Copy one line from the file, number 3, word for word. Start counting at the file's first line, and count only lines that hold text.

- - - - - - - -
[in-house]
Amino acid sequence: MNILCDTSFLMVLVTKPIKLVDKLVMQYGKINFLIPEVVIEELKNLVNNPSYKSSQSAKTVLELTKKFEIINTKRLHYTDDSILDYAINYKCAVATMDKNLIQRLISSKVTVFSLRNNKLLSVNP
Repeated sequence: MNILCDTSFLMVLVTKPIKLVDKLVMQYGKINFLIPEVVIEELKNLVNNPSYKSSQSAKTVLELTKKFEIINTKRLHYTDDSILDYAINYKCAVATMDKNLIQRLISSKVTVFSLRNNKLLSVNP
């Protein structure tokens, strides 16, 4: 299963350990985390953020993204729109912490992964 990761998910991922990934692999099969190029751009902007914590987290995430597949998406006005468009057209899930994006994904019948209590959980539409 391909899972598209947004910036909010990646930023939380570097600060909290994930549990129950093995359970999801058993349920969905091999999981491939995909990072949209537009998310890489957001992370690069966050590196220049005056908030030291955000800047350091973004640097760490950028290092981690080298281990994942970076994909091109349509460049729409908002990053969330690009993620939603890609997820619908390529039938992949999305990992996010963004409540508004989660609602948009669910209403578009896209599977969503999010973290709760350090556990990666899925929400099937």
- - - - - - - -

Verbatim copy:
Repeated sequence: MNILCDTSFLMVLVTKPIKLVDKLVMQYGKINFLIPEVVIEELKNLVNNPSYKSSQSAKTVLELTKKFEIINTKRLHYTDDSILDYAINYKCAVATMDKNLIQRLISSKVTVFSLRNNKLLSVNP